As a new academic year begins in the US, thousands of college freshmen are participating in orientation activities to introduce them to the culture and climate of their new campuses.
Students at St. Mary’s University in Halifax, Nova Scotia, participated in a chant that reflects the culture that exists across many campuses in North America: “SMU boys, we like them young. Y is for your sister. O is for oh so tight. U is for underage. N is for no consent. G is for grab that ass.” The chant clearly supports statutory rape and disregards the woman’s ability to say no. A similar chant was reported several years ago at Yale University, where fratenity pledges walked through Yale’s Old Campus shouting, “No means yes and yes means anal.” What happened to no means no? The fraternity was later banned for five years.
Who is a rapist?
As a society, we cling to narrow narratives of what constitutes rape. For many, rape is when a scary black man jumps out of the bushes with a weapon and forces a woman to have sex with him. This scenario belies the fact that almost 80 percent of women who are raped are assaulted by someone they know – and it ignores the fact that not all rapes happen to women.
Our obsession with stranger danger obscures violence that is committed by someone the survivor knows and causes us to view it as less serious. These crime narratives frame our view of sexual violence so that when elements are missing – as is almost always the case with campus sexual assault – we doubt the validity of the charge. Certainly, we tell ourselves, a young man who is admitted to X [insert any prestigious institution of higher learning here] could not be a rapist. The typical college male, for example, the preppy guy from chemistry class or the fraternity guy in his dress shirt and tie, is not what we imagine when someone says the word “rapist”.
But in research studies, over 30 percent of college men report that they would rape someone if they thought they wouldn’t get caught. In my research, 17 percent of college men said they gave a woman alcohol so that they could have sex with her; however, only 2 percent of them considered this rape or sexual assault. I’ve had college men tell me, “Of course, I don’t ask her. I know she’ll say no.”
What is not clear is that the absence of no does not mean yes or that the absence of no does not substitute for yes. In fact, consent is an explicit and enthusiastic yes and not the “blurred lines” from the hottest song of the summer.
Survivors of sexual assault have been silenced all too frequently on college campuses. It’s time for the rest of us to use our collective voice to silence and change the rape culture.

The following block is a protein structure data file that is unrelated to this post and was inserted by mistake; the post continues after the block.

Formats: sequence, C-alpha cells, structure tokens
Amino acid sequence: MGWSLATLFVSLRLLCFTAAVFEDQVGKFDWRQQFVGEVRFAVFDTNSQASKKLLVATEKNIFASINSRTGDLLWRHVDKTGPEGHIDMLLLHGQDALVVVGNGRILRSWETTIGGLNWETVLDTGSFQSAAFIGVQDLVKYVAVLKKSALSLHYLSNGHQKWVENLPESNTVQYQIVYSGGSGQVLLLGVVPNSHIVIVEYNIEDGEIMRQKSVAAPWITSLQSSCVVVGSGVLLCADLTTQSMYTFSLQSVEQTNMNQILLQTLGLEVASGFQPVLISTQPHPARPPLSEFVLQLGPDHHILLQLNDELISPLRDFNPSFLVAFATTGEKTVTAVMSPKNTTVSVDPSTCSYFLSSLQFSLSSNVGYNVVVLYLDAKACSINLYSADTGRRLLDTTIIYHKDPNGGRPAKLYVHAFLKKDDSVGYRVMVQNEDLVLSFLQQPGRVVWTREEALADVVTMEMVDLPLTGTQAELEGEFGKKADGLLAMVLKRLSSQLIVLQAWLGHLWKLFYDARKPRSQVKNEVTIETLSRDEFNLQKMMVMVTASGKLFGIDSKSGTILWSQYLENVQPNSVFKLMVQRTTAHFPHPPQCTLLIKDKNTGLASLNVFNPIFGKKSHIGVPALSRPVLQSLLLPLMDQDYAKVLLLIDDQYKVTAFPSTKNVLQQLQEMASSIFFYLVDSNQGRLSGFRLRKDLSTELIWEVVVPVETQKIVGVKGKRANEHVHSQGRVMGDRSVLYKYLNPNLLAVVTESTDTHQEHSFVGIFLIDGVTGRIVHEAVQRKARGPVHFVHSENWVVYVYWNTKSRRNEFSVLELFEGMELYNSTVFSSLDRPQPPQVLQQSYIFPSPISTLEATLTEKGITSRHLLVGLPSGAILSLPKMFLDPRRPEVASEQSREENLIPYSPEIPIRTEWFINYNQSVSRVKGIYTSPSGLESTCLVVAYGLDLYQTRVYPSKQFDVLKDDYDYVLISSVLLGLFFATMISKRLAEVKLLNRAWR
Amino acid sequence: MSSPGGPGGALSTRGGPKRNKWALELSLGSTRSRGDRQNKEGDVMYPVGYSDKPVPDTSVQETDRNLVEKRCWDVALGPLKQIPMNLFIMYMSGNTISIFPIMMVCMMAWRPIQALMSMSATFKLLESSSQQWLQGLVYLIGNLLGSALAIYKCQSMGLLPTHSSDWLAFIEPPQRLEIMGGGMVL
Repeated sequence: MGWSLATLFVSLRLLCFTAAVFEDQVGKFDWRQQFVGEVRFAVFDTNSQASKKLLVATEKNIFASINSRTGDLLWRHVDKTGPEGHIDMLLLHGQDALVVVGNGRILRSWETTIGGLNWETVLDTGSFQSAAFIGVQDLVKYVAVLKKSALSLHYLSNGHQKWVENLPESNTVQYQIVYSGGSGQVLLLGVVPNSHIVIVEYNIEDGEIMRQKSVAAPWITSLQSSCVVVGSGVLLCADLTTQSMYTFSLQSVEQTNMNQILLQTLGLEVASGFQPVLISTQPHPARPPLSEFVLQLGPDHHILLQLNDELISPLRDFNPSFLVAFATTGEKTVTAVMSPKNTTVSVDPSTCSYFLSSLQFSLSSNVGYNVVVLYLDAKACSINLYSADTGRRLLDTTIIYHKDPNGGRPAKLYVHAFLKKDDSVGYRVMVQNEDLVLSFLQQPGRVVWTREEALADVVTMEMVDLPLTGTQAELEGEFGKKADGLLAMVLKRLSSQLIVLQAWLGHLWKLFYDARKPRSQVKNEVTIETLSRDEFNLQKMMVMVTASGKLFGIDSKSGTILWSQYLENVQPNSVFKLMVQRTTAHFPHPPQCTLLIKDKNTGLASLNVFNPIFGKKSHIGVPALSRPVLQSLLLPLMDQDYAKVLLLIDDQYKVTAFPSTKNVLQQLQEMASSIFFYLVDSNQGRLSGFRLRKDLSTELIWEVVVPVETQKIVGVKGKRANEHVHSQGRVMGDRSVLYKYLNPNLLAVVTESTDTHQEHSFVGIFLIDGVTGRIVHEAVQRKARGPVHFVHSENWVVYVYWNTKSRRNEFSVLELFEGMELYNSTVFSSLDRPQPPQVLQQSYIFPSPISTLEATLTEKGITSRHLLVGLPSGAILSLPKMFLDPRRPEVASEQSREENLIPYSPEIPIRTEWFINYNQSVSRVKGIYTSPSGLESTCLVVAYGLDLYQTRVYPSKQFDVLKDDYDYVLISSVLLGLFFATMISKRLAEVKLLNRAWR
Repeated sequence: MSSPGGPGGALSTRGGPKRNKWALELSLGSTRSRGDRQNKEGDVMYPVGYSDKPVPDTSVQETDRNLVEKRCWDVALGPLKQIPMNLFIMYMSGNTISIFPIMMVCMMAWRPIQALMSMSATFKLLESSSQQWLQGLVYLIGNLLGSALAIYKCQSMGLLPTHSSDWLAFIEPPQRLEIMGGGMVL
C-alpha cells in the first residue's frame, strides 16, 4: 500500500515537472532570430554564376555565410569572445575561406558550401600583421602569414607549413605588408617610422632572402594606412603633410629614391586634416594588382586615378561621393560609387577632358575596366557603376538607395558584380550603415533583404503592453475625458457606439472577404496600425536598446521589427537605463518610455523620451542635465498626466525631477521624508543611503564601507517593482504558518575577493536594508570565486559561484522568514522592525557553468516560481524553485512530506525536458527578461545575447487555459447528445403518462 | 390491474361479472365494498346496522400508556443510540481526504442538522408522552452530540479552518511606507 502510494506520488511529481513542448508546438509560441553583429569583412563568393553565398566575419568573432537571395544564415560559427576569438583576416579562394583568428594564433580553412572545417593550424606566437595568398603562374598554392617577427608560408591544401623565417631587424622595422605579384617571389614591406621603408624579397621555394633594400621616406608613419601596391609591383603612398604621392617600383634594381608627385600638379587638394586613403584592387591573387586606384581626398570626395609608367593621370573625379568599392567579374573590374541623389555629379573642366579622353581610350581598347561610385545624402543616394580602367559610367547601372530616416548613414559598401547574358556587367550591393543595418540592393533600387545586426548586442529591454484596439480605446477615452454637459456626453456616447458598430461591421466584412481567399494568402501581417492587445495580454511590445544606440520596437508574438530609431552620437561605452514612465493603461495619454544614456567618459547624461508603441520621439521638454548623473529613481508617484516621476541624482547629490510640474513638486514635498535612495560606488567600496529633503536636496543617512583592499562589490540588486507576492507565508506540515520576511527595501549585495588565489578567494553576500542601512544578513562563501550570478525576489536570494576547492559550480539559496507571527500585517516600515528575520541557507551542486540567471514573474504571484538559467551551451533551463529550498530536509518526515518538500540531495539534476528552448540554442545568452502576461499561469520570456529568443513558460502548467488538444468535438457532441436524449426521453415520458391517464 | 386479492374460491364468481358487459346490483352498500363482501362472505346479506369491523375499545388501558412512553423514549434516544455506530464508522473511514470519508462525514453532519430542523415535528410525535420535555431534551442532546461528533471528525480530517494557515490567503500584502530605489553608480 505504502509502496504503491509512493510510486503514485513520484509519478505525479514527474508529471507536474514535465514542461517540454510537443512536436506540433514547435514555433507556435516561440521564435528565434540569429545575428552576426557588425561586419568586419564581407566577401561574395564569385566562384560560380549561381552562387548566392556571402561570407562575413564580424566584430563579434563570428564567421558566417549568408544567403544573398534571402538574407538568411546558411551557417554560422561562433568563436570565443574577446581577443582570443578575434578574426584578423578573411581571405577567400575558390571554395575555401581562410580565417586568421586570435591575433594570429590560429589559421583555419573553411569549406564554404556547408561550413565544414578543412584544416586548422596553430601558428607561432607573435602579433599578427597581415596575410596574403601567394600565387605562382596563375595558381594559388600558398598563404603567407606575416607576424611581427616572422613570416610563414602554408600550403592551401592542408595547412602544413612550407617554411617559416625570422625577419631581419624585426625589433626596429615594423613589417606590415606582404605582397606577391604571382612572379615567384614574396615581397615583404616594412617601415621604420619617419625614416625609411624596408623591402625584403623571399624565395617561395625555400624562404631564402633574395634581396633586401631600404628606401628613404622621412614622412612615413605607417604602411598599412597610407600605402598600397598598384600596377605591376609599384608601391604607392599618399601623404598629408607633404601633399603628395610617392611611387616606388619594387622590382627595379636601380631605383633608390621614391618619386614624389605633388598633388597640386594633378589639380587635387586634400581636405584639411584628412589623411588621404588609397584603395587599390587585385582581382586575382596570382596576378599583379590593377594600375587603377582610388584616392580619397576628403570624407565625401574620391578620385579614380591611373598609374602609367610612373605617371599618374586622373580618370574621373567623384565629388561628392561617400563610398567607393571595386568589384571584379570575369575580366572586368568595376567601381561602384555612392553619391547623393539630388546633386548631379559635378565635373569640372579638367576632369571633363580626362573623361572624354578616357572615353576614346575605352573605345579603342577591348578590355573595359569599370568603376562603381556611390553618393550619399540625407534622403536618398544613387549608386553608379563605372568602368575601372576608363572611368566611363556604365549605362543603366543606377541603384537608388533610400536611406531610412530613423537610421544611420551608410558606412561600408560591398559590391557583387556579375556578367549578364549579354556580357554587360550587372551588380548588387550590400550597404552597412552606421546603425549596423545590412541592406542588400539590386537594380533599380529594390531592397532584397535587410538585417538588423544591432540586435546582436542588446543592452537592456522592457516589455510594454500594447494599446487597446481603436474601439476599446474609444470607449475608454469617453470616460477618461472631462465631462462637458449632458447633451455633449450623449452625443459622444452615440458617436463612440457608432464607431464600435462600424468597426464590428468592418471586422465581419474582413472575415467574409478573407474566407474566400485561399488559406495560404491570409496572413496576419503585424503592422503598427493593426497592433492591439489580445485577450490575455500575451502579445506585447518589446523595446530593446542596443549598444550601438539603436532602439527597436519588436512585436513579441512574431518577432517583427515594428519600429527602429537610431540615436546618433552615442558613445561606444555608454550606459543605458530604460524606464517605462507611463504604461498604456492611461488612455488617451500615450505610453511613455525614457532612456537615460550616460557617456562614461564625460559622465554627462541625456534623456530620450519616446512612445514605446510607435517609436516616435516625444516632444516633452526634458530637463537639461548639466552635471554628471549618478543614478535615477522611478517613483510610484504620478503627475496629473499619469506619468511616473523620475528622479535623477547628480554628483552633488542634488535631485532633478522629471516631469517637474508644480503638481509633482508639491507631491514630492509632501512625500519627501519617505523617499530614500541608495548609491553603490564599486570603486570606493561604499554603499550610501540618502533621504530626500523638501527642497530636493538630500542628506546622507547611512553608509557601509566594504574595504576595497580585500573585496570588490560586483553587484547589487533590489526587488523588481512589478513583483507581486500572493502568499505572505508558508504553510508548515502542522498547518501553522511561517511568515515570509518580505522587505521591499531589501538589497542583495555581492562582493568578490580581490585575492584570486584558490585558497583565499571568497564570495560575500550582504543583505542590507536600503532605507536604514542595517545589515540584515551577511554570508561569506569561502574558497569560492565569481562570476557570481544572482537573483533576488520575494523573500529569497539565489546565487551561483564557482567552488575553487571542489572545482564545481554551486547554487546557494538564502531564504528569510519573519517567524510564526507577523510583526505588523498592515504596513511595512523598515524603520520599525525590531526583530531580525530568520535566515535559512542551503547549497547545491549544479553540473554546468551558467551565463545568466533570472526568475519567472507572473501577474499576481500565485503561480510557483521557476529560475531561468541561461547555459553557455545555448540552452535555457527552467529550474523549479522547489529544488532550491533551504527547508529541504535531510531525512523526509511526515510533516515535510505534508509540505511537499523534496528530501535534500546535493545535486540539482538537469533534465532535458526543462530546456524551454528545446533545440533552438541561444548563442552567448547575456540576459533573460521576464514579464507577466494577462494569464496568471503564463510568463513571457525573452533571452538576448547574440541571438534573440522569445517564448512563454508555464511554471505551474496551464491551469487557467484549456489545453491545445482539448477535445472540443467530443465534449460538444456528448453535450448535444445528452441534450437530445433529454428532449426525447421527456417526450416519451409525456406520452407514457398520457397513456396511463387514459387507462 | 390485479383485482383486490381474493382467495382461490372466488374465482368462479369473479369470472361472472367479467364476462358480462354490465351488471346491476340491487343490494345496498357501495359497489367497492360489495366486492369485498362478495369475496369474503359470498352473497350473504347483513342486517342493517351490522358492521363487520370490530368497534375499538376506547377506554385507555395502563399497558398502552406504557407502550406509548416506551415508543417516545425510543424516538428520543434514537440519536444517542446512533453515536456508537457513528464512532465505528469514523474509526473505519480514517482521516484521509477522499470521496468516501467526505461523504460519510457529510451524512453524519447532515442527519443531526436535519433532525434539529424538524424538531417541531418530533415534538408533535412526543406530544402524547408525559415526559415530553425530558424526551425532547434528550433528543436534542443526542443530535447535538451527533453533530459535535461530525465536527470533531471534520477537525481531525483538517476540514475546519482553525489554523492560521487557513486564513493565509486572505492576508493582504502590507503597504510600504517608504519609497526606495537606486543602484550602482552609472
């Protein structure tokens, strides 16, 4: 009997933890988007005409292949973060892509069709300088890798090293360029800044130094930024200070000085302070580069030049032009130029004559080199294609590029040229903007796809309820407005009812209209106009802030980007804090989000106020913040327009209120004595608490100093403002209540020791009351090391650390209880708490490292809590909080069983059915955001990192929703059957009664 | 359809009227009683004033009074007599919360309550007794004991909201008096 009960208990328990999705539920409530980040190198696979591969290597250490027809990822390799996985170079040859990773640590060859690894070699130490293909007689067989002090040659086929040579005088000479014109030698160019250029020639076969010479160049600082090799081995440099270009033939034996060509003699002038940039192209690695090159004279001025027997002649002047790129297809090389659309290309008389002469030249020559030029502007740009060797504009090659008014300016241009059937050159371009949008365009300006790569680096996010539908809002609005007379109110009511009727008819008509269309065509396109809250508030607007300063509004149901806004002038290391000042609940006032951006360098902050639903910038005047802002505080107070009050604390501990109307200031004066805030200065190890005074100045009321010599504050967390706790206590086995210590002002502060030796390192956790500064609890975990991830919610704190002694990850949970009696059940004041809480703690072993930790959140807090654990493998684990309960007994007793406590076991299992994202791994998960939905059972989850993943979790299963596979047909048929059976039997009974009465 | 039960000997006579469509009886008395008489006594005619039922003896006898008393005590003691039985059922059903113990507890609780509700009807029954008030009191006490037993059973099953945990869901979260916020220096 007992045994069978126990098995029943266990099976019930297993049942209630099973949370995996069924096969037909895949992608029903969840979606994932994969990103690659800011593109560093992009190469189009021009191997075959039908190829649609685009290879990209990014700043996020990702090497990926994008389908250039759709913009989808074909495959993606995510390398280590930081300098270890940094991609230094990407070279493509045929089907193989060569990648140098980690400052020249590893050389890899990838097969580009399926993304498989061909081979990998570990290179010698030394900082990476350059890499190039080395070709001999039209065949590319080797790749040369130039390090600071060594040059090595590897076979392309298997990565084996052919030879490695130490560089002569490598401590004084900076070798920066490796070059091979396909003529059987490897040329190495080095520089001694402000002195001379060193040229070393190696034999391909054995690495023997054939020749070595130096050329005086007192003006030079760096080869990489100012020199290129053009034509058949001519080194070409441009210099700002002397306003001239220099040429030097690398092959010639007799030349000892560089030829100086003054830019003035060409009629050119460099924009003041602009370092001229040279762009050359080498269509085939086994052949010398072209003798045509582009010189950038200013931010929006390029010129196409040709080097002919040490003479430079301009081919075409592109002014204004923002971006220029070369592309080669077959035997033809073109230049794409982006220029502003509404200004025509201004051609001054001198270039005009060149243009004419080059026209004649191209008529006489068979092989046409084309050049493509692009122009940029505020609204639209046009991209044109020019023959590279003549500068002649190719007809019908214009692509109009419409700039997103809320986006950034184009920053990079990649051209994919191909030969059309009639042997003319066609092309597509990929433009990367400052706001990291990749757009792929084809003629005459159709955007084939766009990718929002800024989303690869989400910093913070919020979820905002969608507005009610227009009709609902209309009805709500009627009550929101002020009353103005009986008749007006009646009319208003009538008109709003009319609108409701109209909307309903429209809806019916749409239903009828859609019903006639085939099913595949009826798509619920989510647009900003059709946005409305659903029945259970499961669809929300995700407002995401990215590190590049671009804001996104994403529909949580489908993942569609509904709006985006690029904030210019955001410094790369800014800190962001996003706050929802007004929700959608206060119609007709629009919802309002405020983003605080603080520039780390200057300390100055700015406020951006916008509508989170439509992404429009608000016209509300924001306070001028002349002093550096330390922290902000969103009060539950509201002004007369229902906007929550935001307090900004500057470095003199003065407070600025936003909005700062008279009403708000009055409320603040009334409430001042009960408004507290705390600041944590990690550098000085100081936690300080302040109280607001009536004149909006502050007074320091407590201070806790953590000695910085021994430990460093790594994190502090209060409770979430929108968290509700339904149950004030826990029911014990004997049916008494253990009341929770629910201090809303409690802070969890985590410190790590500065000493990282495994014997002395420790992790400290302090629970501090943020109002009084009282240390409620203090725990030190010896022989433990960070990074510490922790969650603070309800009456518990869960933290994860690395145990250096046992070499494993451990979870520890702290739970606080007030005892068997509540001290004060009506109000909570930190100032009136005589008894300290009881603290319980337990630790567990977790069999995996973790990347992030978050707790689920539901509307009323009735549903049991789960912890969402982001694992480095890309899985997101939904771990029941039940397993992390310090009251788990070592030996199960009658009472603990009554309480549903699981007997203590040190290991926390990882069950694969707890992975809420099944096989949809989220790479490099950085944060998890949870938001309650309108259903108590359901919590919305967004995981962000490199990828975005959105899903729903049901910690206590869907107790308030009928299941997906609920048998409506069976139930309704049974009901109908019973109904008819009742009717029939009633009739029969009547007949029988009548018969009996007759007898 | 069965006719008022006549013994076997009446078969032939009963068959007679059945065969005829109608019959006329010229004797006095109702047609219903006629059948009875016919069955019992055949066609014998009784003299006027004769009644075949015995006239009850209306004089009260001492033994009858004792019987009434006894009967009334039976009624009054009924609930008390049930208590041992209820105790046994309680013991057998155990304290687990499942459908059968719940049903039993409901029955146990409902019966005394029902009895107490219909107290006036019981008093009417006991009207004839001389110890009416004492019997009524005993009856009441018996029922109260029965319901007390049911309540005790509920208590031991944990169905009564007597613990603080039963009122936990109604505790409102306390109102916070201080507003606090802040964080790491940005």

Clarity of consent
The lack of clarity around what is and isn’t consent leaves young women who have been raped on campus struggling to define what happened to them. They describe feeling violated and knowing that what happened to them wasn’t right but they stop short of calling it rape.
One young woman told me, “I thought that when a boy wants to have sex, he’ll have it. I never thought of it as sexual violence.”
In my research on sexual assault, when women can respond yes, no, and unsure to questions about being forced to engage in sexual activities against their wishes, a significant portion of respondents choose the unsure option.
Another young woman said, “I think a friend of mine took a little too much advantage of me. My friends don’t agree. Now I’ll have to find new friends or let it go.” Regardless of whether the woman defines the incident as rape or sexual assault, consequences, such as lowered grades, difficulty concentrating, and feeling depressed or anxious, ensue.
Unfortunately, most of these young women do not seek help from professionals on campus. Research has shown the likelihood that a woman will report sexual violence decreases as she spends more time on campus. Students tell me it’s because they’ve watched how sexual assault is handled on campus – on most campuses, it’s handled badly. For example, a Yale student who sexually assaulted a fellow student according to the victim was handed a one day suspension.
Reporting assault may not help
A report from the Center for Public Integrity confirms that students who report rape on college campuses are seldom believed and that students who are found guilty in campus judicial proceedings receive little or no consequences.
The number of colleges being investigated for mishandling of sexual assault cases by the US Department of Education continues to grow. Campaigns like Know Your IX are helpful in educating young women about their rights on a college campus. It must also be noted that we are asking institutions of higher learning to do a better job than a criminal justice system that does not always handle sexual assault in an efficient or survivor-sensitive manner.
College traditions such as the cheer at St Mary’s University and Yale can seem harmless. It’s easy to write it off as a joke, as students just having fun. But to the person who believes that women can’t say no and that consent is meaningless, our silence conveys acceptance. Our silence supports the culture of rape’s supportive attitudes. Survivors of sexual assault have been silenced all too frequently on college campuses. It’s time for the rest of us to use our collective voice to silence and change the rape culture.
Angela Amar is a professor at Emory University who conducts research and has published over 35 papers on sexual assault and partner violence. Her research has been funded by the National Institutes of Health, Robert Wood Johnson Foundation, and Health Resources Services Administration. I am currently an Op Ed Project Public Voices Fellow.